Then its back to gaining more advanced skills, being able to know the exposure before you reach for your camera, being able to meter on anything including snow and clouds, as well as general items, getting colours completely right, getting complete mastery of lenses, and more. The Photography Skills Masterclasses allow you to look at each of these items separately, with any camera or equipment make, while Camera Images have a range of courses and can mix and match anything wanted for Nikon users. Remember to stick to 1 to 1 training.
More lenses naturally come next, perhaps specialist lenses, these allow you to get photos in situations you would not normally be able to. This tends to be the expensive step to make, but of course you can get one at a time and there are always other options if you are on a tight budget.
Next we are into multiple flashes, or creative lighting. These can be used indoors or out, to allow you to now create your own lighting situations. Often used in combination with reflectors and perhaps mixed with other lighting. We have currently 9 Nikon flashes that work together as a part of our creative lighting kit plus a further 10 mains electricity flash units, we can do portraiture and studio work with either the creative lighting kit or the mains based kit. With nine flashes and loads of reflectors, we have a lot of flexibility and can light just about any situation. You won't need this many. A lot can be done with two and a reflector or two.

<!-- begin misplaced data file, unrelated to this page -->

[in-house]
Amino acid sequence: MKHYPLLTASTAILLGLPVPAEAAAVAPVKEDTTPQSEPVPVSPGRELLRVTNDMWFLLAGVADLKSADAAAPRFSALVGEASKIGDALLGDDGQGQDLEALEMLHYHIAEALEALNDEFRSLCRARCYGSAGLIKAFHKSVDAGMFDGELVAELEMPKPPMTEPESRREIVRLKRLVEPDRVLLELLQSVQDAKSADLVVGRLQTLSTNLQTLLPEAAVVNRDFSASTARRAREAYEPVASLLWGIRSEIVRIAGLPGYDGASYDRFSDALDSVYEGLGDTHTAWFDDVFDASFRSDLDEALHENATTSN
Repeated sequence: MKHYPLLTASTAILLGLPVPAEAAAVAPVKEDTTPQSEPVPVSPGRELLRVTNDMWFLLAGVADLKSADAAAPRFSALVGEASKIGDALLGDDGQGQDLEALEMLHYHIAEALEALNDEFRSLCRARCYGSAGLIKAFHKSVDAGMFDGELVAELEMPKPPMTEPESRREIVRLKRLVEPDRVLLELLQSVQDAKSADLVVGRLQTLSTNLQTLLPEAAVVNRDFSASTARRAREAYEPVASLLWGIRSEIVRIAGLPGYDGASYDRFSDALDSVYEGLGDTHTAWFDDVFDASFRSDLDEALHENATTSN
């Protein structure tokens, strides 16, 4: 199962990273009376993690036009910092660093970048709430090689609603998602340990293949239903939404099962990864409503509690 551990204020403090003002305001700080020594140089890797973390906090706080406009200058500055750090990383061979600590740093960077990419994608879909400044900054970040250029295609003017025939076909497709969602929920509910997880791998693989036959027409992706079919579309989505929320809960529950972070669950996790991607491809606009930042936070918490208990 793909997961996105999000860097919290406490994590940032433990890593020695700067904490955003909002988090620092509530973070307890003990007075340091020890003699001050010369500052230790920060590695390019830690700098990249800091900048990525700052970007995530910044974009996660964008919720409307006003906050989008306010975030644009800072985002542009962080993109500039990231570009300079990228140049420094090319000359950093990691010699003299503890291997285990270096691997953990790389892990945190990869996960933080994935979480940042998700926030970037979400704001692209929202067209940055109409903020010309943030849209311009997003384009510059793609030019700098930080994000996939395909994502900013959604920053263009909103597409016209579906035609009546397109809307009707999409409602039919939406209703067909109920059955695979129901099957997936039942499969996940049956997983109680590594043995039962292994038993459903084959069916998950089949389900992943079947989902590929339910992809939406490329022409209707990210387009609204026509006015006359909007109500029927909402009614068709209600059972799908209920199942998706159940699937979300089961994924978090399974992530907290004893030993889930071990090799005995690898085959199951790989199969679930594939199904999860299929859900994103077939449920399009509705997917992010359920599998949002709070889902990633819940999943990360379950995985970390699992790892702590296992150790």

Camera body features come next, perhaps upgrading to the latest model, and using features that are only available on later or top end models. The camera we have will continue to do what it has been doing, so we don't have to upgrade, however eventually its likely that after several generations we will want to. If budgets are tighter you can always miss at least one generation.
It may be nice to have the latest kit, to have more lenses than you can carry, but its not going to make a lot of difference to your photography on its own. Our objective here has been to look just at the prioritisation of what you can do that will make a deference. The actual choice of what equipment you have needs to be based on your needs and ideally on you first understanding what items and facilities, provide so you can make an informed decision yourself.